North Corridor Study: Central Texas’ Fastest Growing Corridor

With rapid growth for decades in and around Williamson County and northern Travis County down to the river, the geographic “center of population” in the Central Texas region is actually between Austin and Round Rock. For this reason, a top priority following completion of Project Connect was to initiate the North Corridor study of alternatives to link Georgetown, Round Rock and Pflugerville and other communities with central Austin. Of the 100 most congested roadways in Texas, six are located in the North Corridor, which is expected to be home to half the region’s people and more than half of its jobs by 2035.

North Corridor Study In Depth

Traffic congestion in the North Corridor costs everyone time and money, diminishes our quality of life, and continues to increase as Central Texas grows and as funding for solutions becomes more stretched.

Project Connect: North Corridor, conducted from 2012-2104, studied alternatives for improving transportation within and between central and north Austin and the cities of Pflugerville, Round Rock, Georgetown, Hutto and others. A key aspect of this study effort is that a substantial portion of the study area lies outside of the Capital Metro service area. As such, working closely with partners jurisdictions to develop the plan was essential, and similarly implementing the plan will require funding beyond the resources currently available to Capital Metro.

With federal funding, the North Corridor team began its alternatives analysis in June 2012 by collecting public input on the issues facing the corridor. Over the next 24 months, communities and stakeholders were engaged in the planning effort in a variety of ways, including the formation of a stakeholder advisory group and technical team with representation from a broad cross-section of public and private stakeholders. The extensive public engagement effort proved to be critical to gaining support for the plan, and resulted in the effort recently being one of only eight national recipients of the Federal Department of Transportation’s 2015 Planning Excellence Awards.

The North Corridor study included four major steps

  1. Identify transportation problems and issues within the corridor (“purpose and need”)
  2. Determine reasonable and feasible alternatives to address those problems
  3. Analyze, evaluate and refine alternatives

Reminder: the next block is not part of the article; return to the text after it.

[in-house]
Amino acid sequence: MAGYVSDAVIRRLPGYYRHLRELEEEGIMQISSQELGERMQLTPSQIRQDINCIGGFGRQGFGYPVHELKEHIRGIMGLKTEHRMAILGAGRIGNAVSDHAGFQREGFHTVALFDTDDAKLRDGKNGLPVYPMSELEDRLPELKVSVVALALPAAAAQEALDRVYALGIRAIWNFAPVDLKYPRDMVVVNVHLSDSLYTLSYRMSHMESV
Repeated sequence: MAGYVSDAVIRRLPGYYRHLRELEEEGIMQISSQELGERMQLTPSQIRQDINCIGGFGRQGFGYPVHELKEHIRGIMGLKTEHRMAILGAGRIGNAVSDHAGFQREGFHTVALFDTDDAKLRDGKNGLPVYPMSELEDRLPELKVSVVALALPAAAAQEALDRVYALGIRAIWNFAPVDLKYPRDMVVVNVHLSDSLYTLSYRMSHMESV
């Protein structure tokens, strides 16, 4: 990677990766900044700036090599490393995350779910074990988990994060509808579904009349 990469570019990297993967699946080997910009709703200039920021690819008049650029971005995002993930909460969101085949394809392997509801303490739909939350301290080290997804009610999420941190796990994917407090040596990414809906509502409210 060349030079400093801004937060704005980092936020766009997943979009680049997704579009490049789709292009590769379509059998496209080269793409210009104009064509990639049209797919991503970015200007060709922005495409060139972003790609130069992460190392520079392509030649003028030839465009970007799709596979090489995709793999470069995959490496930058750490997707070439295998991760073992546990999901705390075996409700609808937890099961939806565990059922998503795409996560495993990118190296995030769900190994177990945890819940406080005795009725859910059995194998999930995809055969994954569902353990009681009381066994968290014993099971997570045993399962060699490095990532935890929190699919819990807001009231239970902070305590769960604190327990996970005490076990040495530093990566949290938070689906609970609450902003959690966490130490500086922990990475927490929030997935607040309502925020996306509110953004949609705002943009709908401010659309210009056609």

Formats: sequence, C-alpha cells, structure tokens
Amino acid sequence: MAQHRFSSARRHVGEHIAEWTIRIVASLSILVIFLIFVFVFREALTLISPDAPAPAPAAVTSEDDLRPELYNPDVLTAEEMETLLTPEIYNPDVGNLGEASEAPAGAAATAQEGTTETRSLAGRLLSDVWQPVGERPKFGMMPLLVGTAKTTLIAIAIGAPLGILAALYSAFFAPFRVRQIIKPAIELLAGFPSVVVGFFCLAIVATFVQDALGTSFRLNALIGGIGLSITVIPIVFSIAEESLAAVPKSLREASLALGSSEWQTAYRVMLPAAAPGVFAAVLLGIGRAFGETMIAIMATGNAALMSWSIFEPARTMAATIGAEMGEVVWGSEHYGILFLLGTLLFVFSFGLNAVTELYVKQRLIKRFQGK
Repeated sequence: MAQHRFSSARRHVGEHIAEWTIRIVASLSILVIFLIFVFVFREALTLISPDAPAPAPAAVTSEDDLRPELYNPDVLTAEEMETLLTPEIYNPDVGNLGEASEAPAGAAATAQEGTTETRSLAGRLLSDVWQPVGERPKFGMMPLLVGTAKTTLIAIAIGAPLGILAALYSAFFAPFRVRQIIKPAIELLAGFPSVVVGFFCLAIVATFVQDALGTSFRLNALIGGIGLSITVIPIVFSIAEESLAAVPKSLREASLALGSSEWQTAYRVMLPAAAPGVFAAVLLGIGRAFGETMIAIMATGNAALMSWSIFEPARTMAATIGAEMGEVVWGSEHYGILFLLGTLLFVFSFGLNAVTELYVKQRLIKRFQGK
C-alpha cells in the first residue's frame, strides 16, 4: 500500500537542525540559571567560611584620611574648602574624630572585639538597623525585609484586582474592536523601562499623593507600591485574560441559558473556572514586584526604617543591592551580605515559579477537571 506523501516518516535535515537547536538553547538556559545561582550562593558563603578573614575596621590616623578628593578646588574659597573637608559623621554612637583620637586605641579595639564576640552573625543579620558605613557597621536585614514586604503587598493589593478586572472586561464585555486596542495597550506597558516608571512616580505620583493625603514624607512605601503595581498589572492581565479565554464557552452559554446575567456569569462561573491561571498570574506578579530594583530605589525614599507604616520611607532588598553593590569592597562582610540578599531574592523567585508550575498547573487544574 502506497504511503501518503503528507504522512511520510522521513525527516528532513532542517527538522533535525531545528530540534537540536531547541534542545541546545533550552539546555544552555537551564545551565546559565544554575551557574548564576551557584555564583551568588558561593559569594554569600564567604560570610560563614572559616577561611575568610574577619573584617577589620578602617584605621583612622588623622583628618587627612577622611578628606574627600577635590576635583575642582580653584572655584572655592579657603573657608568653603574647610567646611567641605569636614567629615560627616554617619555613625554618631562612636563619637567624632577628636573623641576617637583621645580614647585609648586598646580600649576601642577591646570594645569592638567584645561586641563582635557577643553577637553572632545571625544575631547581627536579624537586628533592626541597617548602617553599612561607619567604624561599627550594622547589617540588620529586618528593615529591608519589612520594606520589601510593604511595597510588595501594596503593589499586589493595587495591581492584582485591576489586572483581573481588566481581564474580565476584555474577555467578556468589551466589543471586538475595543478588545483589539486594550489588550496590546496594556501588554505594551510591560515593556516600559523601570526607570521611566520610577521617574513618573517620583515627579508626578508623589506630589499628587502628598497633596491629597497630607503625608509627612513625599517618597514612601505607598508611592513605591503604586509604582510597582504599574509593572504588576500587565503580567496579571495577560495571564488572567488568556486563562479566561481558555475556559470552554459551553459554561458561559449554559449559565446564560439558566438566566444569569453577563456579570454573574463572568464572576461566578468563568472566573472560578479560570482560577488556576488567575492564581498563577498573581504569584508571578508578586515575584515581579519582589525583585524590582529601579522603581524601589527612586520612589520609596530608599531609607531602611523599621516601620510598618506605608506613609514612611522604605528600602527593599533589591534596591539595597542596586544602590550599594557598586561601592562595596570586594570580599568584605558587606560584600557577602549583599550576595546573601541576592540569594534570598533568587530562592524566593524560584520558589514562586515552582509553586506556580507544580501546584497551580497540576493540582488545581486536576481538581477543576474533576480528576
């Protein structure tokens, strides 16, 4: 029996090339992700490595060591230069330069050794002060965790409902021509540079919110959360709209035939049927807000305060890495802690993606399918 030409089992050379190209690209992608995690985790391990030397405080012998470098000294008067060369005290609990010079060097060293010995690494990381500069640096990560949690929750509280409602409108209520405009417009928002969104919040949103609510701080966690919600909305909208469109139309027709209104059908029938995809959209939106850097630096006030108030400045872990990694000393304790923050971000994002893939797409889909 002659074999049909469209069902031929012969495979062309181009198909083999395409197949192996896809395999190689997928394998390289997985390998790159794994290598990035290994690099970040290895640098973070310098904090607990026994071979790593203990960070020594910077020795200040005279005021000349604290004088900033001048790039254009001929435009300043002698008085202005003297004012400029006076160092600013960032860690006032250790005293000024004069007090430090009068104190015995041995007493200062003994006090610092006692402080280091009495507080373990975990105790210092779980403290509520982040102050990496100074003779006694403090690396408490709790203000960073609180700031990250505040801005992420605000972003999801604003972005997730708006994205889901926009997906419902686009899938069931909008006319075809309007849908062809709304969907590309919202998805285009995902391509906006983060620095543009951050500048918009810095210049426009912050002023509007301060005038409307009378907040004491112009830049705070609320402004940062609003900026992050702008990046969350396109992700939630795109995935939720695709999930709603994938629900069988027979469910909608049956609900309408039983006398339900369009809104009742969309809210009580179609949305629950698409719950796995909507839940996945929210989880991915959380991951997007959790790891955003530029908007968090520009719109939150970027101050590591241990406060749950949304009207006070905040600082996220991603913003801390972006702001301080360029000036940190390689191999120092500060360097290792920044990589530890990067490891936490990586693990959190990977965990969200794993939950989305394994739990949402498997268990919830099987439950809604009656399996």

4. Select a locally preferred alternative (LPA)

Capital Metro, CAMPO, the Lone Star Rail District, and the cities of Austin, Pflugerville, Round Rock, Georgetown, Hutto and other partners worked together to improve long-term mobility and accessibility in the North Corridor, support regional growth objectives and meet community needs by helping families:

  • Gain more transportation options
  • Have better access to affordable housing
  • Connect to employment and education centers
  • Create and sustain vibrant local communities

Plan Results:

The Locally Preferred Alternative (LPA) for the North Corridor calls for several different types of services, including the extension of existing MetroRapid lines to Round Rock, Georgetown and Plfugerville; Express service linking Hutto and Pflugerville to Austin via the MoKan Corridor; Connect bus service from Hutto to Round Rock, from Round Rock to Cedar Park, and from Manor to Tech Ridge and the emerging transit hub of Highland Mall; New Park & Ride facilities in Round Rock, Hutto, Pflugerville, Webberville, and more.

“Project Connect has partnered with communities in need of transit solutions to come up with a plan for the North Corridor that will provide more connectivity within Central Texas,” Capital Metro President/CEO Linda S. Watson said. “We now have a plan to develop real, attainable, high-capacity transit tools that can give North Corridor commuters more options for getting around within this most congested area in our region.”

The projects in the LPA, which provides for a scalable and expandable transit network, can be completed in phases depending on funding sources. If completed fully, the LPA would cost an estimated $164 million, less than the cost of a typical highway interchange.

Capital Metro and the Project Connect team are currently working with communities and local governments to identify funding sources, conduct the necessary environmental studies and establish project timelines.

About the North Corridor:

  • Half the population of Williamson and Travis counties will reside in the North Corridor by 2035. Four central Austin zip codes comprise the southern end of the North Corridor. By 2035, 55% of all jobs in the five-county region will be located in the North Corridor.
  • From 2005 to 2035, the region’s population is forecasted to increase by 123 percent, with employment increasing by 135 percent.
  • 14 of the 38 regional growth centers (areas with a dense mix of employment, housing, and retail) identified in the CAMPO 2035 plan are in the North Corridor.

North Corridor Plan

North Corridor Vision

We’re making a plan to improve mobility in the North Corridor. Watch the video and get involved.